The drive cabling package included with each of the boards is identical and includes SATA cables for both SATA 3Gbps and 6Gbps devices with 90 degree locking ends and a single IDE cable for those still using drives with this connection type. The SATA 6Gbps cables are clearly labeled with the specification printed right on the cable covering. You also get an expansion bracket that includes two additional USB 2.0 ports on the back panel, plus an eSATA connection.

 

 

Easily one of the coolest features of the ASUS lineup are the Q-connectors. These are used to allow you a quick simple 1-plug connection to the front panel and Firewire connections on the boards. Many cases come with the front panel connections that are all jumbled up and putting those single wire connections on the board when it is installed in the chassis is one way to test your patience. This takes away all that anxiety by allowing you to make the connections out in the open and then just plug the Q-Connector to the board. Since both boards support Nvidia's multi GPU solution, a bridge connection is included with the bundle. Crossfire bridge connections usually come with the video cards.

 

 

The one true point of difference with the bundle between the P7P55D Premium and the P7P55D-E Pro is that the Premium comes with the ASUS Turbo-V remote. This handy little remote mounts to the motherboard PCB through the I/O panel and allows you to configure your overclock, EPU-6 settings in real time, and on-the-fly for a performance or energy savings boost. There are a total of eight function buttons on the remote, Power on, Turbo Key overclocks for level A-B-C, bclock up or down and EPU-6 manual or automatic mode. This little tool was actually quite easy to use and is functional allowing for quick overclock testing before going into the BIOS. This unit interfaces with the Turbo-V software.

 

 

Let's see what each of the boards have going for them. With the similarity of the bundle, will the boards feature sets be this close?

Closer Look:

The P7P55D Premium was the first board in ASUS stable to include SATA 6Gbps functionality. This board from the front and rear views looks much like the rest of the boards in the series, but thats about where many of the similarities end. The P7P55D Premium uses a Hybrid 48 Phase power circuit that is a true 32+3 design with the additional Hybrid phases going to the T-Probe. The board is built using ASUS' latest Extreme design philosophy and incorporates Q-design elements, uses Stack Cool 3+ technology that uses 2-oz copper layers in the PCB for improved heat transfer to promote better cooling and lower impedance through the board circuitry, and is built with 100% Japanese long life Solid capacitors. The front view shows off the heatsink design that covers the VRM and PCH. The back side of the board shows the socket manufacturer to be Foxconn vs. the Lotes design on the P7P55D-E Pro. The back side also is equipped with an additional heat sink that does double duty as a back plate for the front heatsinks, as they are a bolt-on design instead of being attached via push pins. The P7P55D Premium is built for use with Intel's Socket 1156 processor line-up and, as the name suggests, is based off of the P55 Express chipset.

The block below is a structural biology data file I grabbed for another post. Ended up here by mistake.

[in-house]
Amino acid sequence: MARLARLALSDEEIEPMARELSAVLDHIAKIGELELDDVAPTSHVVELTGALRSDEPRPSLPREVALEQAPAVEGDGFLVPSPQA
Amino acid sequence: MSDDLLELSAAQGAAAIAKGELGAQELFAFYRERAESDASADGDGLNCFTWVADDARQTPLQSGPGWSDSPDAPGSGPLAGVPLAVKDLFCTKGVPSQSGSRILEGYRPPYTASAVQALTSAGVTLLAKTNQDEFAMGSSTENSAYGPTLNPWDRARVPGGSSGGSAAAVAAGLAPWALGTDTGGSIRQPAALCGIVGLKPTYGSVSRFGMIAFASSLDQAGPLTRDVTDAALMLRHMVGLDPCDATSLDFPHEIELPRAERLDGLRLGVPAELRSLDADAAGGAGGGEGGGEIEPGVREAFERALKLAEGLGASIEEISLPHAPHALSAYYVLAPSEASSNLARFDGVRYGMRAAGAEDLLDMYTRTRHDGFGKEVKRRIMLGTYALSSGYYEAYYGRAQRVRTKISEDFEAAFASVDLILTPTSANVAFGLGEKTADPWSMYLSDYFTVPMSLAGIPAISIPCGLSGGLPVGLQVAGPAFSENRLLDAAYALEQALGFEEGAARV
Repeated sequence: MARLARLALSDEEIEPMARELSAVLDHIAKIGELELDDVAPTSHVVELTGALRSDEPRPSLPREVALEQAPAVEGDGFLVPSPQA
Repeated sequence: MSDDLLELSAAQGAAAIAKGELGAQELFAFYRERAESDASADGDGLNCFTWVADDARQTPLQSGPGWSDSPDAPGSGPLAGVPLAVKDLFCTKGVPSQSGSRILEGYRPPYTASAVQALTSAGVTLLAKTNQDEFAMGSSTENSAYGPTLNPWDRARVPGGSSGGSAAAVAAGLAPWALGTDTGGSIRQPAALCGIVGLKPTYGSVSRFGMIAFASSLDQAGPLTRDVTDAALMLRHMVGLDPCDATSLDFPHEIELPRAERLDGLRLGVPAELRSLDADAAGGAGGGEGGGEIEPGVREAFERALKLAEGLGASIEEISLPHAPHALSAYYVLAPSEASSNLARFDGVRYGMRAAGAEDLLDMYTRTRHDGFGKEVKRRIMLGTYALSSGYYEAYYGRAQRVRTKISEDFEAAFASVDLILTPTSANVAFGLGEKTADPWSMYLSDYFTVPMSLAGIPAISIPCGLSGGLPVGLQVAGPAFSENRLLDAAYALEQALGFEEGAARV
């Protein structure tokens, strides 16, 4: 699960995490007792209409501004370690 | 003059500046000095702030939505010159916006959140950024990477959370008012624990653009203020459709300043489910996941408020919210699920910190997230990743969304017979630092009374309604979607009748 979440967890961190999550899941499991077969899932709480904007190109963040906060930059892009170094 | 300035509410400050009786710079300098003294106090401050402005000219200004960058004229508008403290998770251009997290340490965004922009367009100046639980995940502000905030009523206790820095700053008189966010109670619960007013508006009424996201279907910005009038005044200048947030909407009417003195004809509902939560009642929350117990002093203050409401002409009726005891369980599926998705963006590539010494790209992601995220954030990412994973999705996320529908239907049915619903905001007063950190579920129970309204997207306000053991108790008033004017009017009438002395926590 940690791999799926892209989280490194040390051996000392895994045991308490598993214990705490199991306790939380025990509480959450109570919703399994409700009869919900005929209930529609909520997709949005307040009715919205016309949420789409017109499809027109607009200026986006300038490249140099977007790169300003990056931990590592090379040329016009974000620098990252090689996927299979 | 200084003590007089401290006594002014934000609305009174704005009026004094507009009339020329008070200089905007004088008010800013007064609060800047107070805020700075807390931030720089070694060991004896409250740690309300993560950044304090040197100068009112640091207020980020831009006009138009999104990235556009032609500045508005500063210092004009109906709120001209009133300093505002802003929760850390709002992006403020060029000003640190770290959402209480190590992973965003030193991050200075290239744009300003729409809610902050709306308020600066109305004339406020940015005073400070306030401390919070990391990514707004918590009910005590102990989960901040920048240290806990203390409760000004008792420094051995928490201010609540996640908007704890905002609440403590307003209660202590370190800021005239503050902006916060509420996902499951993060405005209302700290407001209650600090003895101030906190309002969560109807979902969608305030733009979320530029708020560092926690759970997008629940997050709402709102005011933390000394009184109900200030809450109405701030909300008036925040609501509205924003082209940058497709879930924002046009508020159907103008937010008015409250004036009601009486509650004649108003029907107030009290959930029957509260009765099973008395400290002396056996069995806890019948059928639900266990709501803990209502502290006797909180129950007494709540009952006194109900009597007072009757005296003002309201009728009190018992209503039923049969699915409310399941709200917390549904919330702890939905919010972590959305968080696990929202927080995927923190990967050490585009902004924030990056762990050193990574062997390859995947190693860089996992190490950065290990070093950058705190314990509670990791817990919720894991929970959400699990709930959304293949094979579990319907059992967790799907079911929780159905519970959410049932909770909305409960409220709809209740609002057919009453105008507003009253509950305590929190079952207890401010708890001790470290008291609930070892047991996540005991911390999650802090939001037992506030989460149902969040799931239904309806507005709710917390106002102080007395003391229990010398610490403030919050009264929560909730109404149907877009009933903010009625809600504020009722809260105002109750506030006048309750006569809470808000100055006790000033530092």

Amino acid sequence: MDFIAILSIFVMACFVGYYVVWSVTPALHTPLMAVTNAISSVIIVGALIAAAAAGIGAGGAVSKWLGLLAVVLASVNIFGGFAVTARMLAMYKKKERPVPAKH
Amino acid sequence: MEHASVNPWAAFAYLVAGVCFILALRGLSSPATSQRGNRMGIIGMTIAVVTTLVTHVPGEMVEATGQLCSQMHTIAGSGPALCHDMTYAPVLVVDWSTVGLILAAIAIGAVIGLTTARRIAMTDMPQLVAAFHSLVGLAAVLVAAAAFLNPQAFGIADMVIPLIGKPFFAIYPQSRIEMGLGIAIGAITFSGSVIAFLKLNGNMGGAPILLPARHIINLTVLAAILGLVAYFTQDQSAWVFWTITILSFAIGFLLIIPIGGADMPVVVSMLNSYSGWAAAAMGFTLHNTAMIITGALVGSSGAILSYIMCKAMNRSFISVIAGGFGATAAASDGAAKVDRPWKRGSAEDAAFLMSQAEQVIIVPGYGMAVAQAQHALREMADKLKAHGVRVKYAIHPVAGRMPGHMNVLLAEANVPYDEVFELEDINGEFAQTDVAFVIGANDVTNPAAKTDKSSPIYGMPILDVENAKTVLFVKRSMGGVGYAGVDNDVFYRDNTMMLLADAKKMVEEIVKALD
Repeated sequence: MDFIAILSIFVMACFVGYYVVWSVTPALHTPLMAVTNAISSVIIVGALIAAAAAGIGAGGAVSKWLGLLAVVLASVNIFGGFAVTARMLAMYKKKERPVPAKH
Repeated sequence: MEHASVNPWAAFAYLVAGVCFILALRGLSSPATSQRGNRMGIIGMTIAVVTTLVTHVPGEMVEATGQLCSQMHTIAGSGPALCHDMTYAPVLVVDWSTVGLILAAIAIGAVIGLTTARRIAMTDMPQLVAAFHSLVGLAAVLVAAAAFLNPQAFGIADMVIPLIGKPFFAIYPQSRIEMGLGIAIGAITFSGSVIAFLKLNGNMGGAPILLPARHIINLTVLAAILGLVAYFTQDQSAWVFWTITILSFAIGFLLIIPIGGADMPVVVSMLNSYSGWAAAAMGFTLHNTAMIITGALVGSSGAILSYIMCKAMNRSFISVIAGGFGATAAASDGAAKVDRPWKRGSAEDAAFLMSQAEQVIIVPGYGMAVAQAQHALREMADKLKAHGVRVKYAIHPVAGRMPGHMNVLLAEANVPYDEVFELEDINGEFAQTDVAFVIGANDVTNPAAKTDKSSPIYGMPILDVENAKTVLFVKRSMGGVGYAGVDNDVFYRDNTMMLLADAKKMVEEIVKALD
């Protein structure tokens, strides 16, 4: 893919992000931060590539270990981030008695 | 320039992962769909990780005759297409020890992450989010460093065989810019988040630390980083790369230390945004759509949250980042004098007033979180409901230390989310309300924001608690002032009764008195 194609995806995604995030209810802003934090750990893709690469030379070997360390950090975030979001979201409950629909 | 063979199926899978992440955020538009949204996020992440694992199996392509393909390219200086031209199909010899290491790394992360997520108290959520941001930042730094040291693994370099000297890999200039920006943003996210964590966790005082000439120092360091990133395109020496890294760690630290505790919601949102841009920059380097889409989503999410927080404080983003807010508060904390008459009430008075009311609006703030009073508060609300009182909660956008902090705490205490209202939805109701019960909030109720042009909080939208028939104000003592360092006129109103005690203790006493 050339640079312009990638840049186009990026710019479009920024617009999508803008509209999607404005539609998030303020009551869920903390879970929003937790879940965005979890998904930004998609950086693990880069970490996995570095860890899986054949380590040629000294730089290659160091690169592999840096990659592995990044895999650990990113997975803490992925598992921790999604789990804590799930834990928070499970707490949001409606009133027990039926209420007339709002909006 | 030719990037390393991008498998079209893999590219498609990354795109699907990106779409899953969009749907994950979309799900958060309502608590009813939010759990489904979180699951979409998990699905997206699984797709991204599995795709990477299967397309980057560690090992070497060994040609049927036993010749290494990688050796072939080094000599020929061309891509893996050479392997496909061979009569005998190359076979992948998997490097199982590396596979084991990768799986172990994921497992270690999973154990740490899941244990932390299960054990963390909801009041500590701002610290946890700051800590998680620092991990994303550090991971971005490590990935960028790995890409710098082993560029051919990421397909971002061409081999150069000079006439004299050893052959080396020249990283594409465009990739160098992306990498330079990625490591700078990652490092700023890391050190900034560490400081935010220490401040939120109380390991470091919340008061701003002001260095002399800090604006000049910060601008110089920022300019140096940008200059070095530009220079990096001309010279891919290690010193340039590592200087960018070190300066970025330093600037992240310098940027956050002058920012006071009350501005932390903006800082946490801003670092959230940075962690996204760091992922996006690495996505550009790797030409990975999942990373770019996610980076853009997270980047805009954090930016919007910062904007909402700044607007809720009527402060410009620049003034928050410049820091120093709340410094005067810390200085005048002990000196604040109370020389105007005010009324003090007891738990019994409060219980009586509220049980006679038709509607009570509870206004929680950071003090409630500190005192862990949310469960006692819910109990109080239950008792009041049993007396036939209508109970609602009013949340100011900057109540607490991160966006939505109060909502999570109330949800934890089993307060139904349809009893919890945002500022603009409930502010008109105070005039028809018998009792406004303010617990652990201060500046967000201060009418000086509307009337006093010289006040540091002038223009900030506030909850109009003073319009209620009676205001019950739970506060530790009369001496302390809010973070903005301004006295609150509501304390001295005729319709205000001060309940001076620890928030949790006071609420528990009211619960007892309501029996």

Connectivity on the I/O panel covers the whole range of what you normally see on a high end motherboard. The P7P55D Premium is equipped with a P/S2 port for both the keyboard and mouse, a Clear CMOS button (A must have option), Optical and coaxial digital sound output, eight USB 2.0 ports, two RJ-45 GB LAN ports, a single IEEE 1394 port and the 10-channel sound solution provided by the VIA VT2020 audio controller. For expansion, you get a total of six possible slots with two 16x slots that support both Nvidia's SLI and ATI's CrossfireX technologies. These ports run at 16x when a single discrete graphics card is used and they drop to 8x each when running two cards.  Additionally, there are two PCIe 1x slots (2.5GT/s) and two PCI slots that really won't be of much use with some of the larger graphics solutions out there today.

 

 

Hidden right under the bottom PCIe 16x slot is the memory that holds the Express Gate operating system. This is a small Linux distribution that lets you get online within seconds of turning on the computer. You get plenty of functionality with this quick launching system, from email to going online or viewing the data stored on the HDD.  "The P7P55D Premium uses the Marvell 88SE9123 controller as the means of adding SATA 6Gb/s support.  By itself, it does not offer the bandwidth needed through its single PCIe interface with the P55 chipset, offering a maximum bandwidth of 250 MB/s. That's not even close to what is needed for the 600MB/s throughput of the SATA 6Gb/s interface. ASUS has used a PLX Pex8613 bridge chip to add an additional PCIe 2.0 1x lane to the P55 chipset to increase bandwidth to 500MB/s, still 100MB/s short of the standard, but better."